There’s something endearing about cold honesty. Something captivating about knowing a person is laying themselves completely bare, no pretence.
This, in essence, has been The Front Bottoms’ main attraction since their debut in 2011. Brian Sella’s cheeky self-abasement and self-aware caterwauling is a refreshing take on the idea of what a front man is. Especially in the New Jersey punk scene, two demographics well known for machismo and grandstanding.
That stark honesty carried the band to international success and a very passionate cult following that you really can’t fully appreciate unless you see them live and find yourself wrapped up in the heartfelt sing-alongs which accompany every song, an impressive bi-product of Sella’s simplistic elementary lyricism.
At times Sella’s honesty becomes stubborn and a bit too sad. He’s dragged on about failed relationships and lost connections for a decade now, and it’s a bit hard to believe that he’s continued engaging in the same unrequited love so many times.
But, lyrically the songs are fun and offbeat (literally) and they are so goddamn relatable that it hurts. As an aging fan who is trying to put the teen years behind me though, that is sometimes counter-productive.
The songs also lack closure, just like all those relationships and lost connections, and so there’s an adage for The Front Bottoms that their EPs are better than their albums because they’re shorter. It turns out that five to six songs is the right amount of Front Bottoms.
This is still realized with their latest release, a five-track EP entitled ‘Theresa’ which came out Sept 2. Theresa continues a tradition of EPs named after grandmothers.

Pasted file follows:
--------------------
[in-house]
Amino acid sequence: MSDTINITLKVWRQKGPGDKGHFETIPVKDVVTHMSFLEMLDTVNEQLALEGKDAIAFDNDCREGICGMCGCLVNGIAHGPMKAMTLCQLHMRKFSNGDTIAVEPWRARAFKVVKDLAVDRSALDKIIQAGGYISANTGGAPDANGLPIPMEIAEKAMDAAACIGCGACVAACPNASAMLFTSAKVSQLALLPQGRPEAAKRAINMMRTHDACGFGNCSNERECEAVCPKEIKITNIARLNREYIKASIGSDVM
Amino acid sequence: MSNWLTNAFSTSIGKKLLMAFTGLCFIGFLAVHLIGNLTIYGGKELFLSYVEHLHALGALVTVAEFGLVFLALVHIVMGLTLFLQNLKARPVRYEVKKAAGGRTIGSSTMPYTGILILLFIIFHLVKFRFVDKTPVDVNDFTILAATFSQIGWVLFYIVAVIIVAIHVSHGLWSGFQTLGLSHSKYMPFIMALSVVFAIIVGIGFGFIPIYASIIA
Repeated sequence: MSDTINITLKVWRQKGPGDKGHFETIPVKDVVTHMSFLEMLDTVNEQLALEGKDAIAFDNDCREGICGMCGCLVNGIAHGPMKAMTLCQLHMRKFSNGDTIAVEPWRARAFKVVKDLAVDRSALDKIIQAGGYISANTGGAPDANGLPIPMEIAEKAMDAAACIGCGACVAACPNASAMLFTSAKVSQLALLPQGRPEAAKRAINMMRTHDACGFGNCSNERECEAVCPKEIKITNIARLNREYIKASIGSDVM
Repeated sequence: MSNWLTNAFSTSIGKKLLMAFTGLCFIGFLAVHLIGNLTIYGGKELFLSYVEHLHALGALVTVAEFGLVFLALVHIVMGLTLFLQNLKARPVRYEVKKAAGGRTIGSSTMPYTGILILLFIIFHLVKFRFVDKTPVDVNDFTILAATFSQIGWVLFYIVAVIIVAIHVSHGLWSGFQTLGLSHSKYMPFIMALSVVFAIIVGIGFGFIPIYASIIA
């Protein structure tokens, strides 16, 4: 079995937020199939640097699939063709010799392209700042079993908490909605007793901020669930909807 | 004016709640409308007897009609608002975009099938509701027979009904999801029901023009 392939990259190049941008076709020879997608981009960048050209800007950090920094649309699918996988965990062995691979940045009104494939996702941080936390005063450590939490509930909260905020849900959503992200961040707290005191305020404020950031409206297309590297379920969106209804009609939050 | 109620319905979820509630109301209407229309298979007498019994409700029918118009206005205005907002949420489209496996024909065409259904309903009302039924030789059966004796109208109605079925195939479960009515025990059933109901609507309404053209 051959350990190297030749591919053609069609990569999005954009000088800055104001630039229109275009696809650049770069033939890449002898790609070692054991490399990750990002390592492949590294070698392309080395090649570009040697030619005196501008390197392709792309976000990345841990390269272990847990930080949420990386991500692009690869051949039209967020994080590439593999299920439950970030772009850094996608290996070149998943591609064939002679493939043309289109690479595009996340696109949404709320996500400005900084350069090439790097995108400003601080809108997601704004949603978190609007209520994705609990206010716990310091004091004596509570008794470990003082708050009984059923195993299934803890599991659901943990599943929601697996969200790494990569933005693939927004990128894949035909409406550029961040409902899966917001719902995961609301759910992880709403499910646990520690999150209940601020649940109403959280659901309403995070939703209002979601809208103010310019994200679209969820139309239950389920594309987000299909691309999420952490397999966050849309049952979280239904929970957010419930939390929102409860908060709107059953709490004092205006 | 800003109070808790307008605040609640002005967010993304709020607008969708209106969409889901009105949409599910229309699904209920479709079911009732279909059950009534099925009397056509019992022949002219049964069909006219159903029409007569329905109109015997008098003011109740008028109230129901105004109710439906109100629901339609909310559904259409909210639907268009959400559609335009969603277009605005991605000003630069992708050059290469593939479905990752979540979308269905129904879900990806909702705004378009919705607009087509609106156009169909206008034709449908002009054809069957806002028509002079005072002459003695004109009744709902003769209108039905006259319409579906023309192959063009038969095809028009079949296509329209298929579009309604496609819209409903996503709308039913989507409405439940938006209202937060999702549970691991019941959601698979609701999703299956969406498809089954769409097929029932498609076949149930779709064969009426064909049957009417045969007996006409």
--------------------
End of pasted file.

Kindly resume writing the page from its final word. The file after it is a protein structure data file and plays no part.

2018’s ‘Anne’, and ‘Rose’ from 2014, were total sleeper hits for the Emo-indie band. But these short releases have been the band’s best so far, and while ‘Theresa’ falls quite short of Rose it does fulfill its place among the other grandmother EPs.
The opening track, ‘More Than it Hurts You’ is a fun little pop-tinged acoustic ballad with call-and-answer type vocal pieces pulling you into ‘Theresa’. It sounds like old Front Bottoms because it essentially is old Front Bottoms which is refreshing after 2020’s full-length ‘In Sickness & in Flames” which sounds like a shaky step forward into a maturity they weren’t ready for.
Conversely, the five songs on ‘Theresa’ are a confident step into a maturity that the band always had. A kind of goofy sad-boi lack of poetic rhyme that is still endearing despite the stubborn honesty.
‘Theresa’ doesn’t have the big songs that ‘Talon of the Hawk’ had, but it also doesn’t have the filler. This EP hits. Maybe because it’s only five songs, and five songs is the perfect amount of Front Bottoms.